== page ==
Perceptions

When Food’s Expensive, People Think It Tastes Better


It’s no secret that price tags influence our perception, and restaurants meals are no exception—the higher the price, the higher our perceived enjoyment. Is that why humble toast is $4 now in the Bay Area?

In a study of 139 diners at an Italian restaurant in upstate New York, Cornell Professor Brian Wansink had one group pay $4 for an all-you-can-eat pizza buffet and another pay $8 for the same thing. He found that those who paid $8 had a higher rate of enjoying their meal than those who paid less, reported news site Foodnavigator.com.

Those who paid less also reported feeling as if they had overeaten, even though both groups consumed the same amount. They also said they felt guilty and their enjoyment of the food steadily declined throughout the course of the meal. So much for offering your customers value.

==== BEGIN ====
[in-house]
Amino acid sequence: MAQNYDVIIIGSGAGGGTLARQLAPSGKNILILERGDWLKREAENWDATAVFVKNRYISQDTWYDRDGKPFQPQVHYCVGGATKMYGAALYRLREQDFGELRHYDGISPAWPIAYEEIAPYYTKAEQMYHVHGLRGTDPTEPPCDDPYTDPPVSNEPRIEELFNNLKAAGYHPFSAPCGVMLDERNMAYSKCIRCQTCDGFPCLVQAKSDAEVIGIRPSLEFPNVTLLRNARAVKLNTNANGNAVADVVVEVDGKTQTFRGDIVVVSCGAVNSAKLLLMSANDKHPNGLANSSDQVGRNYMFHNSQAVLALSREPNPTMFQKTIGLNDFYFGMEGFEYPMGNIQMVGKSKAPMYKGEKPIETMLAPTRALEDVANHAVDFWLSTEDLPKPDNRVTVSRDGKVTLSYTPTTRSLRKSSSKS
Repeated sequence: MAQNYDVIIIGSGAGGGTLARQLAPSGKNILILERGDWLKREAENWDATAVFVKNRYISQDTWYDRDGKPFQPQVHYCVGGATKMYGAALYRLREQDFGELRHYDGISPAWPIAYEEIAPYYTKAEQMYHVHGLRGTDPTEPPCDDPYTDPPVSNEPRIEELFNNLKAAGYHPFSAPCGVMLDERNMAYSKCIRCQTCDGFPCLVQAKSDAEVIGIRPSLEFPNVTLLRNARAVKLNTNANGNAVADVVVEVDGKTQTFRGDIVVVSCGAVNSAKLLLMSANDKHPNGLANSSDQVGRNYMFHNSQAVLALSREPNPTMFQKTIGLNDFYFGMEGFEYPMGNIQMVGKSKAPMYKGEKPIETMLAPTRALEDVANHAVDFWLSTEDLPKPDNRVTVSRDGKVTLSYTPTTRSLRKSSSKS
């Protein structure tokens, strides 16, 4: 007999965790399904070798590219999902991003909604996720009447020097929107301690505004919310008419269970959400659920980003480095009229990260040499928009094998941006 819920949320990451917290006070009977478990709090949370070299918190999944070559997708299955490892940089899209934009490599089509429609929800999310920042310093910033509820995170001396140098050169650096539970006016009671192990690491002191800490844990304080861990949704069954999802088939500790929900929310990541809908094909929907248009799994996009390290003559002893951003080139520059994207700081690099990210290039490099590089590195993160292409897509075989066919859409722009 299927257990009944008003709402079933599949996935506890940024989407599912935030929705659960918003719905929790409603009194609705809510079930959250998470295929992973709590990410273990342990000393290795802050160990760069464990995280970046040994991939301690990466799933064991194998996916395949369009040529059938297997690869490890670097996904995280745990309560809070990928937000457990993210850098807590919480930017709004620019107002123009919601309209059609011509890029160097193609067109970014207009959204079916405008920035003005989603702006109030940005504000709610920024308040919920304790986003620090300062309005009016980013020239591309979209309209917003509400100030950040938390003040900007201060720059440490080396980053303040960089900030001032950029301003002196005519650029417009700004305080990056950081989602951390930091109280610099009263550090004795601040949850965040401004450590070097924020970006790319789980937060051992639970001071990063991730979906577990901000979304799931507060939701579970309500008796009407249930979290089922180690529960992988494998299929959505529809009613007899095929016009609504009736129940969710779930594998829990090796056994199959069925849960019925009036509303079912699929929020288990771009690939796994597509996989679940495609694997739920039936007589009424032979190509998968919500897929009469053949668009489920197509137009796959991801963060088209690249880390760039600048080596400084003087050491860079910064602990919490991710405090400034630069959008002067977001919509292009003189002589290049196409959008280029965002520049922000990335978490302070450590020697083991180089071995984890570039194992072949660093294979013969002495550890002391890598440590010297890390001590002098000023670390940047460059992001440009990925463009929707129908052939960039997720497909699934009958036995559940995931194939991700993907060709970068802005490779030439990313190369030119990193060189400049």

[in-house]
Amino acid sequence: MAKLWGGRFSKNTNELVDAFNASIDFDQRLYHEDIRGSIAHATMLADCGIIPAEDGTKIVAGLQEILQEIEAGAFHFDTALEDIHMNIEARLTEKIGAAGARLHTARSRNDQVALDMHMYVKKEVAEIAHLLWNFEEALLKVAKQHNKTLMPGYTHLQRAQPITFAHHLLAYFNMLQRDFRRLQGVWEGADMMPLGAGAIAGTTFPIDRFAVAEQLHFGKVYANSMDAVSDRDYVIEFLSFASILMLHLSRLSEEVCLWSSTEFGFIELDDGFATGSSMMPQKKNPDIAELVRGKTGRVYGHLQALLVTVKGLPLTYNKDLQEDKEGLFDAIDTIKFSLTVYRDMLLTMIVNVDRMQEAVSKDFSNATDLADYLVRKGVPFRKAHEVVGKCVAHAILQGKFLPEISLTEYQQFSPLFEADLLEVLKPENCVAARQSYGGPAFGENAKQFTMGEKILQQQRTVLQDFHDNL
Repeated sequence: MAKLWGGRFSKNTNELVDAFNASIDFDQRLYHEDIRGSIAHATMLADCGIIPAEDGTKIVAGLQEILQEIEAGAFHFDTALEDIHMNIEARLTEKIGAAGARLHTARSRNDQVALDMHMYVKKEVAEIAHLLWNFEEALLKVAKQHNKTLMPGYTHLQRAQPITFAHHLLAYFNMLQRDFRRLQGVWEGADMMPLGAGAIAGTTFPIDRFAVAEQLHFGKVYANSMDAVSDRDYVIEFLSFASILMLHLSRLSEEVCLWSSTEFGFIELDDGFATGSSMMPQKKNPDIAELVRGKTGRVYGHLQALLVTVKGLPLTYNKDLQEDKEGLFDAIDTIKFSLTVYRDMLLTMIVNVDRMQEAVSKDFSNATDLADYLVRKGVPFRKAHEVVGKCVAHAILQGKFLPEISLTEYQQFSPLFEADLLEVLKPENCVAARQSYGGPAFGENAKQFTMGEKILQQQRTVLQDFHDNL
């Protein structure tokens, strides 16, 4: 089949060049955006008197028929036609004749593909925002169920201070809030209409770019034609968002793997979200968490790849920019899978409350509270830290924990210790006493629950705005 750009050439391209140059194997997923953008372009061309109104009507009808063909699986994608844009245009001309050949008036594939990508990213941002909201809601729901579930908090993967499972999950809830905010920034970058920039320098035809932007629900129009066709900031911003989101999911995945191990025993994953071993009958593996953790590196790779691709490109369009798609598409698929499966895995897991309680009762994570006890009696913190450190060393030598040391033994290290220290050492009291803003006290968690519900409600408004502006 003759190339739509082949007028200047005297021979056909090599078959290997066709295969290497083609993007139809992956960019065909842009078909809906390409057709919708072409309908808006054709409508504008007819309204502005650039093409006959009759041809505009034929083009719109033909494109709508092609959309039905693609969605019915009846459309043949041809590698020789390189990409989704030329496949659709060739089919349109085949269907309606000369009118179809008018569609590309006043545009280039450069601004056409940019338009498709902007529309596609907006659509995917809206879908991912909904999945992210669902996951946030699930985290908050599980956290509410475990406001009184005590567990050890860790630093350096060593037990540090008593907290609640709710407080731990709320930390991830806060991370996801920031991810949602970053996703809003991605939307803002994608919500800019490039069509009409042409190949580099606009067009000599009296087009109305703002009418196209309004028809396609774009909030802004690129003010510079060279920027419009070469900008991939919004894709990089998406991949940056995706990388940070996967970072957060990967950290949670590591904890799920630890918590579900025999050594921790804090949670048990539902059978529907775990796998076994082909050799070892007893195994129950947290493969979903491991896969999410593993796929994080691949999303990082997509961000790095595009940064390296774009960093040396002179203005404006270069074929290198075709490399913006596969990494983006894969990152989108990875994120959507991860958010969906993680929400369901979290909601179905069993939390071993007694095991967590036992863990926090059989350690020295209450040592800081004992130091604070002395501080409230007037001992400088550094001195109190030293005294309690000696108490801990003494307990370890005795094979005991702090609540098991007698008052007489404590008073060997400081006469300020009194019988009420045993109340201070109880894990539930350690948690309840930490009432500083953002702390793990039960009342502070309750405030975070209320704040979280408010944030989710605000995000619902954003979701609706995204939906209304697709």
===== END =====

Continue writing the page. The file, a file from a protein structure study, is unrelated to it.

The price-pleasure correlation has also been reported for wine. Of course, restaurants need to price competitively, but it does highlight how consumers will swallow the quality-based-on-price mirage. Still, at some point, reason usually does kick in, and sticker shock tends to leave a bad taste in people’s mouths.

Venessa-wong-190x190
Wong is an associate editor for Bloomberg Businessweek. Follow her on Twitter @venessawwong.

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